One of my favorite things to do when I first moved to Seoul was to go for hikes. As an ESL teacher at an afterschool Hagwon, I didn’t start work until 3pm. My mornings and lunchtime were free, and there were mountains throughout Seoul for me to explore.
I’d be walking through the forest, listening to the cicadas, and the simple thought that “I’m in Asia right now” would cross my mind and take my breath away. I’d stand still in the middle of the trail just absorbing the impact of it.
I was on the other side of the planet, living in a city I’d only ever dreamed of before. I lived in South Korea. Wow.
This glowing pleasure in the strangeness of my new home continued for several months. I would sit on the subway and gaze around me, enamored with everyone and everything. I eagerly pursued new flavors, new smells, and new sights. I drank it all in.
And yes, I thought I was adjusting with no problems at all.
At the end of September, after I’d been living in Seoul for two months, I had a visit from a friend from home. He came and stayed with me for two weeks, exploring the country and sharing in my sense of awe. We hiked, we ate (a lot!), and we partied. It was an excellent two weeks, but everything ends.
Mere moments after we said goodbye my mood took a nosedive. I felt sad and lonely. And for the first time since my arrival, Korea felt unbearably foreign.
Not wanting to let the homesickness get to me, I set off for my local hike, a short trail up to the top of a hill and back down. Probably a two hour walk total.
The trail to the summit wound through the forest at the base of the mountain before ascending sharply top the peak via a steep set of stairs. As I jogged up the steps, my mind focused on my breathing, I thought about nothing except the push to the top. My mood leveled off the more distracted I became.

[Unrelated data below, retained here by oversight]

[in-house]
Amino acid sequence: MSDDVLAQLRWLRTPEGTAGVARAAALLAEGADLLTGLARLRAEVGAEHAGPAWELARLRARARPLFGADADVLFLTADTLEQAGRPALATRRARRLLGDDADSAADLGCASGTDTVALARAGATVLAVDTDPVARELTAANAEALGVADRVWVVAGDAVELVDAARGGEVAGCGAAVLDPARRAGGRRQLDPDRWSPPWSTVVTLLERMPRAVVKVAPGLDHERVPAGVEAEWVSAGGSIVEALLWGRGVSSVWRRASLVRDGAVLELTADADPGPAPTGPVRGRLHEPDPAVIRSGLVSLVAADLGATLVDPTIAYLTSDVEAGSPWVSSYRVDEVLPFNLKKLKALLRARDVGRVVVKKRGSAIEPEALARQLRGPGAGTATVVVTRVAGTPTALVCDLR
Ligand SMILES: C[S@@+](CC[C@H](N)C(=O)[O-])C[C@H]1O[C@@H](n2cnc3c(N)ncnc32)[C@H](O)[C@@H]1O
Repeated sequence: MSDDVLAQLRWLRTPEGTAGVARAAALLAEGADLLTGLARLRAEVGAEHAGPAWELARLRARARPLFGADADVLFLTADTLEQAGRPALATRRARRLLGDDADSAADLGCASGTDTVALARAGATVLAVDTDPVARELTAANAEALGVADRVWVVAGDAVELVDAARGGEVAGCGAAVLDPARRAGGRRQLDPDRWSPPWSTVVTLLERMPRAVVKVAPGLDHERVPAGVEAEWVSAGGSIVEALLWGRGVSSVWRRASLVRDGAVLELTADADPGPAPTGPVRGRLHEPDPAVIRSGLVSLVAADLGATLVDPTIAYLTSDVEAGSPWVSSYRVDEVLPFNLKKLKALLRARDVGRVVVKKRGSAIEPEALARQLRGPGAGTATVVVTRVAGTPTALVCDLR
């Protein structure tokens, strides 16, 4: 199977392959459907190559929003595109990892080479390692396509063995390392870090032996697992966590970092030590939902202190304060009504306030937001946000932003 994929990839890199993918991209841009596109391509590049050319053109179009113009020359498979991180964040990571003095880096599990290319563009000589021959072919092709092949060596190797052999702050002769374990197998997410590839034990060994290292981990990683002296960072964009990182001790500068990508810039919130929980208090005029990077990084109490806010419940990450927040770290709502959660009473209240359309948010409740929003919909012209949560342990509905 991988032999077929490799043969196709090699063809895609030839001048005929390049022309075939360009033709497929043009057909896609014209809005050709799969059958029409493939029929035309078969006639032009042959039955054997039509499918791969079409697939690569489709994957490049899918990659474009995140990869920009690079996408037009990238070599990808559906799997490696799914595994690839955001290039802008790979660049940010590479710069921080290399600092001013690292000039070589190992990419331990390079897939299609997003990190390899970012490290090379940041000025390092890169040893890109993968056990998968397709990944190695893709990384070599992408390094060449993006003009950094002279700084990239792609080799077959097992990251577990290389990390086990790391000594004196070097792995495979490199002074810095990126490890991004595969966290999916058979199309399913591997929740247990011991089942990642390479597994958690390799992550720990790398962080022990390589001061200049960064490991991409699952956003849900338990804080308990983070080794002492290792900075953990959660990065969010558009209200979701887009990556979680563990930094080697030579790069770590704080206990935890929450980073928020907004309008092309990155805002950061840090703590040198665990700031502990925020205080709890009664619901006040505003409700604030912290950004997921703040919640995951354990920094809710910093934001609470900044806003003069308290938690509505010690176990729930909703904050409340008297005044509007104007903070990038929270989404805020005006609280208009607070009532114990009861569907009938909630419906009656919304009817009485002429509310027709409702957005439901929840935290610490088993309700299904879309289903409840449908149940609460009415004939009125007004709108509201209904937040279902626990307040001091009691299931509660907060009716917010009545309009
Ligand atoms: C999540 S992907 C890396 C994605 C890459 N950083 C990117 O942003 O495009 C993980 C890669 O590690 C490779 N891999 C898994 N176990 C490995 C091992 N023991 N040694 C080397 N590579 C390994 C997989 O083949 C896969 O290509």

From the summit, my descent was much like the ascent, I was focused on not tripping and falling down the steep stairs, my mind devoted to the act of balancing.
Then everything changed.
Triggered by absolutely nothing at all, I burst into tears. Anguished thoughts and uncontrollable emotions burst out of me. I missed my home. I missed my friends in Los Angeles. I didn’t want to go to work tomorrow.
So there I was, walking down the side of a mountain, in bright sunshine, beneath leafy trees, sobbing my eyes out.
The difficulty of life in Korea smashed into me. I needed a haircut, but I couldn’t speak the necessary Korean to call and make an appointment. I wanted to buy some new furniture and accessories for my apartment but I had no idea where to find them.
I had purchased a bottle of what I thought was moisturizer, only to discover once I got home that it was a massive bottle of body wash. I already owned a massive bottle of body wash. Now I had two. And no moisturizer.
I rushed home to my apartment and threw myself into bed. Filled with homesick, I reached out to my friends at home the only way I knew how, I posted a sad cry for help to my facebook wall: